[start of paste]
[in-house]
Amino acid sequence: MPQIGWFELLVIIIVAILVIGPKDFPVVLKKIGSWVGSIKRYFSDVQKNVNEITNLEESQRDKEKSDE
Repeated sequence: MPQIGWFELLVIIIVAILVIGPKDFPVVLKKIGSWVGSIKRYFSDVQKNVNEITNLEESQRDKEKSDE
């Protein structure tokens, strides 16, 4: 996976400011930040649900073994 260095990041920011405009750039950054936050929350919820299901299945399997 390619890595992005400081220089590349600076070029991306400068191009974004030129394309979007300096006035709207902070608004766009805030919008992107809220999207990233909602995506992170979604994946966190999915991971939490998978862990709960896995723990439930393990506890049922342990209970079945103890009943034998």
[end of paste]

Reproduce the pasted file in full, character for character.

[in-house]
Amino acid sequence: MPQIGWFELLVIIIVAILVIGPKDFPVVLKKIGSWVGSIKRYFSDVQKNVNEITNLEESQRDKEKSDE
Repeated sequence: MPQIGWFELLVIIIVAILVIGPKDFPVVLKKIGSWVGSIKRYFSDVQKNVNEITNLEESQRDKEKSDE
């Protein structure tokens, strides 16, 4: 996976400011930040649900073994 260095990041920011405009750039950054936050929350919820299901299945399997 390619890595992005400081220089590349600076070029991306400068191009974004030129394309979007300096006035709207902070608004766009805030919008992107809220999207990233909602995506992170979604994946966190999915991971939490998978862990709960896995723990439930393990506890049922342990209970079945103890009943034998």